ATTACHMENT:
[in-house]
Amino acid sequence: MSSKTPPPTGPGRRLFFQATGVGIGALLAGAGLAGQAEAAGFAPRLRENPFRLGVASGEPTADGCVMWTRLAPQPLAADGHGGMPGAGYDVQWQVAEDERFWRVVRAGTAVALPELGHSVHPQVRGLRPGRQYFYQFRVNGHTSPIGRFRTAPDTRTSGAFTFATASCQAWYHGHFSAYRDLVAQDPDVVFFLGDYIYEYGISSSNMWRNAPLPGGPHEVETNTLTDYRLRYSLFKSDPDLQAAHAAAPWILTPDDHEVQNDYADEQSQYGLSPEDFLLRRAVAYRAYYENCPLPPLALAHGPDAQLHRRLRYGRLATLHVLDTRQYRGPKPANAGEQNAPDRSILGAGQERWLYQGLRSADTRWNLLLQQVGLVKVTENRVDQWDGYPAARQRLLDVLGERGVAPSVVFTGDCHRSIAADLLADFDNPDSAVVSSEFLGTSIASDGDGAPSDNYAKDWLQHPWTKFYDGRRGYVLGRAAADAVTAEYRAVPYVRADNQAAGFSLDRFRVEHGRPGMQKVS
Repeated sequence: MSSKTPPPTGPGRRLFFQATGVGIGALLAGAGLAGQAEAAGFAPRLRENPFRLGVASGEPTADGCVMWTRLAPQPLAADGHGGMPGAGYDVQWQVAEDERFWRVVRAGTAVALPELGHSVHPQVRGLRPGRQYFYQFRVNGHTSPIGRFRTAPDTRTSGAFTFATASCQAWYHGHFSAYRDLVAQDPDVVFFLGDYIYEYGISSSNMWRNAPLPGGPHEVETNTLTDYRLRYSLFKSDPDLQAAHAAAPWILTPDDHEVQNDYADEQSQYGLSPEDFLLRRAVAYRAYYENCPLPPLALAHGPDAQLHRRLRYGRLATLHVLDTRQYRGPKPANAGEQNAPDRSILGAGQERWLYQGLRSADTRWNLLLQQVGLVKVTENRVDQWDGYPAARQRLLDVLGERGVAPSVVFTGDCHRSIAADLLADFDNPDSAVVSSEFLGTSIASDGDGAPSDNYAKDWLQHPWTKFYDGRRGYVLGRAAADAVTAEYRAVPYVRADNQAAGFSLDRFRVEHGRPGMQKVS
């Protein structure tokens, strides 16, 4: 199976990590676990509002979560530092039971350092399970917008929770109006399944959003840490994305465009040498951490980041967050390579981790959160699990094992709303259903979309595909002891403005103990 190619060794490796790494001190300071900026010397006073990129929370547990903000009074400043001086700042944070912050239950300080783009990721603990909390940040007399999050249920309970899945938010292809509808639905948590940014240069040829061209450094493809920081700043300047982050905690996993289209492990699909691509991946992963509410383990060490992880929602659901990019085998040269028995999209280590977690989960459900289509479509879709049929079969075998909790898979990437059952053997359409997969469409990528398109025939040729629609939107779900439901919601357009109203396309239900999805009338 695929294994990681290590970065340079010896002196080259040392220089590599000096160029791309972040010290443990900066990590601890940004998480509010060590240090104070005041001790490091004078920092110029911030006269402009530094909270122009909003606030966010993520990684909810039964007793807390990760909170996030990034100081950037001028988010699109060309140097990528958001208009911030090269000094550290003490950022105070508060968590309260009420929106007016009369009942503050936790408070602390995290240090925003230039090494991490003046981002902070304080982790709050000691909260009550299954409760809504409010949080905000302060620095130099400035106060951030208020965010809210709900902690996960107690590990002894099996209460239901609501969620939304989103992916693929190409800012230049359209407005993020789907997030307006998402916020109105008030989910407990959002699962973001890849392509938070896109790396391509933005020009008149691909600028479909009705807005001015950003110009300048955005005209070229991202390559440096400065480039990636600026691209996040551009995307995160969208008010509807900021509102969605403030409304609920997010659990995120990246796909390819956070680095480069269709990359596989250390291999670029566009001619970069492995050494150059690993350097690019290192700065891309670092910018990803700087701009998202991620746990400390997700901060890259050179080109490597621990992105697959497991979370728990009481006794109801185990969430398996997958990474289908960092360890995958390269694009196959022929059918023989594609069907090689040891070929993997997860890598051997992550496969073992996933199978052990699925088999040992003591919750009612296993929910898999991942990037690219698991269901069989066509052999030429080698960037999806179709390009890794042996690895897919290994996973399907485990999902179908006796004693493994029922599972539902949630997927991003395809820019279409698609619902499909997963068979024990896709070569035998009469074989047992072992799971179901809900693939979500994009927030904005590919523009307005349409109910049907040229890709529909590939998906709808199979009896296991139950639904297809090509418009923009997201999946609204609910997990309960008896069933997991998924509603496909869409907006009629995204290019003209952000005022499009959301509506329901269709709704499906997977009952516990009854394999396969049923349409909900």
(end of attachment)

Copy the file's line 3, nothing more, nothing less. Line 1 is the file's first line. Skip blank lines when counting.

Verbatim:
Repeated sequence: MSSKTPPPTGPGRRLFFQATGVGIGALLAGAGLAGQAEAAGFAPRLRENPFRLGVASGEPTADGCVMWTRLAPQPLAADGHGGMPGAGYDVQWQVAEDERFWRVVRAGTAVALPELGHSVHPQVRGLRPGRQYFYQFRVNGHTSPIGRFRTAPDTRTSGAFTFATASCQAWYHGHFSAYRDLVAQDPDVVFFLGDYIYEYGISSSNMWRNAPLPGGPHEVETNTLTDYRLRYSLFKSDPDLQAAHAAAPWILTPDDHEVQNDYADEQSQYGLSPEDFLLRRAVAYRAYYENCPLPPLALAHGPDAQLHRRLRYGRLATLHVLDTRQYRGPKPANAGEQNAPDRSILGAGQERWLYQGLRSADTRWNLLLQQVGLVKVTENRVDQWDGYPAARQRLLDVLGERGVAPSVVFTGDCHRSIAADLLADFDNPDSAVVSSEFLGTSIASDGDGAPSDNYAKDWLQHPWTKFYDGRRGYVLGRAAADAVTAEYRAVPYVRADNQAAGFSLDRFRVEHGRPGMQKVS